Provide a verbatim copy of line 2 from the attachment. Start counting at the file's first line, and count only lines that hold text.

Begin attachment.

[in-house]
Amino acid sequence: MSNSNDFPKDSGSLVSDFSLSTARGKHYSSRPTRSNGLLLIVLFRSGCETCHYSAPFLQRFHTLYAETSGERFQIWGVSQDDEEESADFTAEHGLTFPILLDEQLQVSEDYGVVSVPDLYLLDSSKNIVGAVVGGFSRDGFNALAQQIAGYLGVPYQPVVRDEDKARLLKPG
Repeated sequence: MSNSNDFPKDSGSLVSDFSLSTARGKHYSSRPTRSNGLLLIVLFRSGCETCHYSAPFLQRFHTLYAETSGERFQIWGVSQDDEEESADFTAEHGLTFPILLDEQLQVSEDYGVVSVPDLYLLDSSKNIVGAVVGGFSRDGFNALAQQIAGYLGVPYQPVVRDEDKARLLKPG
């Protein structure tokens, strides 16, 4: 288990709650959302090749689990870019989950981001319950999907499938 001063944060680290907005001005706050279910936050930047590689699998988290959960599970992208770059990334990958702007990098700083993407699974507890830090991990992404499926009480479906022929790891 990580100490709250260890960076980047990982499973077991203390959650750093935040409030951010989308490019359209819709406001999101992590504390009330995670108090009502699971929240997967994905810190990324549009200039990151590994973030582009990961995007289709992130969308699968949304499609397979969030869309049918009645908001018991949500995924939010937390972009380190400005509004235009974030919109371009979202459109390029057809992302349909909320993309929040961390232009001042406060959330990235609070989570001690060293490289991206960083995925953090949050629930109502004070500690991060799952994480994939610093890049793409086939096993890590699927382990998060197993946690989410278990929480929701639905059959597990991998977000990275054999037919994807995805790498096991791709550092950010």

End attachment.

Amino acid sequence: MSNSNDFPKDSGSLVSDFSLSTARGKHYSSRPTRSNGLLLIVLFRSGCETCHYSAPFLQRFHTLYAETSGERFQIWGVSQDDEEESADFTAEHGLTFPILLDEQLQVSEDYGVVSVPDLYLLDSSKNIVGAVVGGFSRDGFNALAQQIAGYLGVPYQPVVRDEDKARLLKPG